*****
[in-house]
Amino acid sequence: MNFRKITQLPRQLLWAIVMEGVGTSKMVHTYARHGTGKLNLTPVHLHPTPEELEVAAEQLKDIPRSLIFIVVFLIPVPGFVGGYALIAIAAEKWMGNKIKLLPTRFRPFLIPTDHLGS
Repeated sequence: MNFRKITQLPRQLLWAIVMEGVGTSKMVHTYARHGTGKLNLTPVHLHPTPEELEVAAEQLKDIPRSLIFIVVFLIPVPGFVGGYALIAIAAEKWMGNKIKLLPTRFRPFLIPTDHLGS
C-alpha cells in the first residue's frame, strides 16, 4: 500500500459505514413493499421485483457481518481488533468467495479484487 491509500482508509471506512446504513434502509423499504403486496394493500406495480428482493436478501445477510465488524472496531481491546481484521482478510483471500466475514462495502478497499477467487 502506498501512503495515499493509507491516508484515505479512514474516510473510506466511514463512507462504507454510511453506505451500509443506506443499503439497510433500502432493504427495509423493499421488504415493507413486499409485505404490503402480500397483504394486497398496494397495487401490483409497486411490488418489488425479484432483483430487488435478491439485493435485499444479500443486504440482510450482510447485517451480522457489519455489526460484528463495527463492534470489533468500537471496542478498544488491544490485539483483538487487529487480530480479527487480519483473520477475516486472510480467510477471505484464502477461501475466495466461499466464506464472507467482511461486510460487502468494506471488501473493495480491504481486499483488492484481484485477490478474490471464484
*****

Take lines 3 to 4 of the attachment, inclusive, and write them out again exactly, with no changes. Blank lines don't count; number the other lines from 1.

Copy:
Repeated sequence: MNFRKITQLPRQLLWAIVMEGVGTSKMVHTYARHGTGKLNLTPVHLHPTPEELEVAAEQLKDIPRSLIFIVVFLIPVPGFVGGYALIAIAAEKWMGNKIKLLPTRFRPFLIPTDHLGS
C-alpha cells in the first residue's frame, strides 16, 4: 500500500459505514413493499421485483457481518481488533468467495479484487 491509500482508509471506512446504513434502509423499504403486496394493500406495480428482493436478501445477510465488524472496531481491546481484521482478510483471500466475514462495502478497499477467487 502506498501512503495515499493509507491516508484515505479512514474516510473510506466511514463512507462504507454510511453506505451500509443506506443499503439497510433500502432493504427495509423493499421488504415493507413486499409485505404490503402480500397483504394486497398496494397495487401490483409497486411490488418489488425479484432483483430487488435478491439485493435485499444479500443486504440482510450482510447485517451480522457489519455489526460484528463495527463492534470489533468500537471496542478498544488491544490485539483483538487487529487480530480479527487480519483473520477475516486472510480467510477471505484464502477461501475466495466461499466464506464472507467482511461486510460487502468494506471488501473493495480491504481486499483488492484481484485477490478474490471464484